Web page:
Emily Urquhart at Word on the Street!
Toronto, ON M7A
Join Emily Urquhart (Ordinary Wonder Tales) at Word on the Street! Urquhart will be moderating the Folklore in the Modern World panel in conversation with fellow authors Dominik Parisien and Sid Sharp about folklore through the centuries—from the revival of traditional folktales to the creation of new ones—and what folklore for a modern world looks like. The event will take place on Sunday, May 28 at 10AM.
More details here.
Register to attend WOTS here!
Grab your copy of Ordinary Wonder Tales here!
“This book is magical in every sense of the term.”—Amanda Leduc, author of The Centaur’s Wife and Disfigured: On Fairy Tales, Disability, and Making Space
A journalist and folklorist explores the truths that underlie the stories we imagine—and reveals the magic in the everyday.
“I’ve always felt that the term fairy tale doesn’t quite capture the essence of these stories,” writes Emily Urquhart. “I prefer the term wonder tale, which is Irish in origin, for its suggestion of awe coupled with narrative. In a way, this is most of our stories.” In this startlingly original essay collection, Urquhart reveals the truths that underlie our imaginings: what we see in our heads when we read, how the sight of a ghost can heal, how the entrance to the underworld can be glimpsed in an oil painting or a winter storm—or the onset of a loved one’s dementia. In essays on death and dying, pregnancy and prenatal genetics, radioactivity, chimeras, cottagers, and plague, Ordinary Wonder Tales reveals the essential truth: if you let yourself look closely, there is magic in the everyday.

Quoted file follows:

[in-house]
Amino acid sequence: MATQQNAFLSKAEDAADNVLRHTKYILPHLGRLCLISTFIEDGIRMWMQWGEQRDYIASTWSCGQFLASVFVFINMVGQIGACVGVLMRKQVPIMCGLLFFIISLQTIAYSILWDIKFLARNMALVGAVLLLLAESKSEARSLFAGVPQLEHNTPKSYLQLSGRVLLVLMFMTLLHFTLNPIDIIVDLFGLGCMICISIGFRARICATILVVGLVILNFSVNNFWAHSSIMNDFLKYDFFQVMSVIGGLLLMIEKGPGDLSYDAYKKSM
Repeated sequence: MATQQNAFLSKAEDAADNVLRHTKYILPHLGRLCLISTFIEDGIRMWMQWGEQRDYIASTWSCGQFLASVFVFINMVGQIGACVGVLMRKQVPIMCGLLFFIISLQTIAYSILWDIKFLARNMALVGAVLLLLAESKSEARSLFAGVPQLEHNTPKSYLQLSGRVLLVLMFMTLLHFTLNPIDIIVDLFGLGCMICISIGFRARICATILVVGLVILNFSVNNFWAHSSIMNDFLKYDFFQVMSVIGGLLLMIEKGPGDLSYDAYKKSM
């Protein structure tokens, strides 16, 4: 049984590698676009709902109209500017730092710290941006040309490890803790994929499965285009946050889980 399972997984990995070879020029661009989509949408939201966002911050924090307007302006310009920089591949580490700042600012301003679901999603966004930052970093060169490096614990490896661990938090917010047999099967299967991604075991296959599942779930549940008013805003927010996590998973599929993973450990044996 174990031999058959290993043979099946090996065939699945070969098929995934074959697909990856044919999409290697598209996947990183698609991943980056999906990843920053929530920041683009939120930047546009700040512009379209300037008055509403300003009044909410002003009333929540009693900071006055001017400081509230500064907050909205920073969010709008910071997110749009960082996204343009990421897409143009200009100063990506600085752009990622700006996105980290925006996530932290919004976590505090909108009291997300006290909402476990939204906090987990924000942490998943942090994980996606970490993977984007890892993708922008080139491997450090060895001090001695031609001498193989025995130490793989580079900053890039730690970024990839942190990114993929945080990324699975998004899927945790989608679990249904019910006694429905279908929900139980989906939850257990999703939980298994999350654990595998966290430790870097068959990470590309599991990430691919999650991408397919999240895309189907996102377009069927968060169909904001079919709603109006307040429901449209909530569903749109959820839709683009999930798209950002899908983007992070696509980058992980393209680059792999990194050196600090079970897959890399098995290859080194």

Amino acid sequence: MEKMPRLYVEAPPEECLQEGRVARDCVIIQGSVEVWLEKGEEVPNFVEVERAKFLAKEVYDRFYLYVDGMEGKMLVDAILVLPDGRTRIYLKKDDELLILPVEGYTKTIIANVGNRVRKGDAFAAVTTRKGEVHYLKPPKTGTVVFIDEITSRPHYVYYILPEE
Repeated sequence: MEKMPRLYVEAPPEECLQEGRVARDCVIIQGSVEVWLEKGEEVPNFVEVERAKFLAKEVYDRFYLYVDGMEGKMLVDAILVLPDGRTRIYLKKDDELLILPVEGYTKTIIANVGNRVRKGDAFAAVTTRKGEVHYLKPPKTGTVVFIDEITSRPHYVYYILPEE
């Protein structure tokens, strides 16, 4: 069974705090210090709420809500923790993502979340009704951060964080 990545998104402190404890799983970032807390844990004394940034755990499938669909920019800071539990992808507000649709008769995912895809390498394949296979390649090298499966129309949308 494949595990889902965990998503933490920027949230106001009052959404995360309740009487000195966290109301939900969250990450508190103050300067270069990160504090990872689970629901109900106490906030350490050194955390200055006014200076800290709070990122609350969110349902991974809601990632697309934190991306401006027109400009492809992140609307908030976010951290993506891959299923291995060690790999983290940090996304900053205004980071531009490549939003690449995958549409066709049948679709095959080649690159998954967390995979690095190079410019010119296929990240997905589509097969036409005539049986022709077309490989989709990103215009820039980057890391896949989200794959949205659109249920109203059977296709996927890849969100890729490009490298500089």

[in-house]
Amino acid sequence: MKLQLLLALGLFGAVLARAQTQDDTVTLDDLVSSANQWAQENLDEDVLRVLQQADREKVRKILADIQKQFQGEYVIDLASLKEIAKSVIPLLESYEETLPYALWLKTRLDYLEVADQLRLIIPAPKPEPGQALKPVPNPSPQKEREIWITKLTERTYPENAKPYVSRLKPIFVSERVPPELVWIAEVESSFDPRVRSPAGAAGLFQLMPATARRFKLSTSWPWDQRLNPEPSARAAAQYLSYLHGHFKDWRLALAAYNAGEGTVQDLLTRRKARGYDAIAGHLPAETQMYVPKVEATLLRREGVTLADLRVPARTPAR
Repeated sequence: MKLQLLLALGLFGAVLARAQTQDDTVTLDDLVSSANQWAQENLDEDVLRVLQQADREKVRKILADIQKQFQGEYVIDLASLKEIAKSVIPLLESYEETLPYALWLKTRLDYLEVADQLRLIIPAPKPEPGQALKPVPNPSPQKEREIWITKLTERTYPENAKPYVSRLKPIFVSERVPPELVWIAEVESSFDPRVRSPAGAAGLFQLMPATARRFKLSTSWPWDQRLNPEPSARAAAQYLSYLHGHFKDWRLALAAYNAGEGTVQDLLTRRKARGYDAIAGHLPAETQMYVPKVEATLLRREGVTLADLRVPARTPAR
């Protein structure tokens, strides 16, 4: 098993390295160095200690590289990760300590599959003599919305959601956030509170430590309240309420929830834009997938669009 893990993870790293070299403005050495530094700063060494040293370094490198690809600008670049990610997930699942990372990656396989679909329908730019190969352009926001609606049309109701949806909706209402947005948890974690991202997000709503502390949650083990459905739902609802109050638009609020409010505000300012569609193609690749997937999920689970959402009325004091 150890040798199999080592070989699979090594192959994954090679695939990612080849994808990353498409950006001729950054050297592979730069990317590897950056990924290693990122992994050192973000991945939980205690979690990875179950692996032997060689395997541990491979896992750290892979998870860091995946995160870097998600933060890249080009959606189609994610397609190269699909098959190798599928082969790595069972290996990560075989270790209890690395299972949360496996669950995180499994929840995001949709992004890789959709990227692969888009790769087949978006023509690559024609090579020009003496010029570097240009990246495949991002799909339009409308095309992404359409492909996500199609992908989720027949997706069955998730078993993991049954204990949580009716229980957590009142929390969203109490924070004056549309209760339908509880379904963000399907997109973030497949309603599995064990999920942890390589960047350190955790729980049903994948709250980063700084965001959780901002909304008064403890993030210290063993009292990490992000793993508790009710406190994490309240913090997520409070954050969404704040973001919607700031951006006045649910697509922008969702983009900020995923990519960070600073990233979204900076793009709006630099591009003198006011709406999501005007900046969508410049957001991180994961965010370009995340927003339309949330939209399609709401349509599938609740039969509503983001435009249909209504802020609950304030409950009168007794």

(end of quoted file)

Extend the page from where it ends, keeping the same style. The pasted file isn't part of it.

Emily Urquhart is a journalist with a doctorate in folklore. Her award-winning work has appeared in Longreads, Guernica, and The Walrus and elsewhere, and her first book was shortlisted for the Kobo First Book Prize and the BC National Award for Canadian Nonfiction. Her most recent book, The Age of Creativity: Art, Memory, my Father and Me, was listed as a top book of 2020 by CBC, NOW Magazine and Quill & Quire. She is a nonfiction editor for The New Quarterly and lives in Kitchener, Ontario.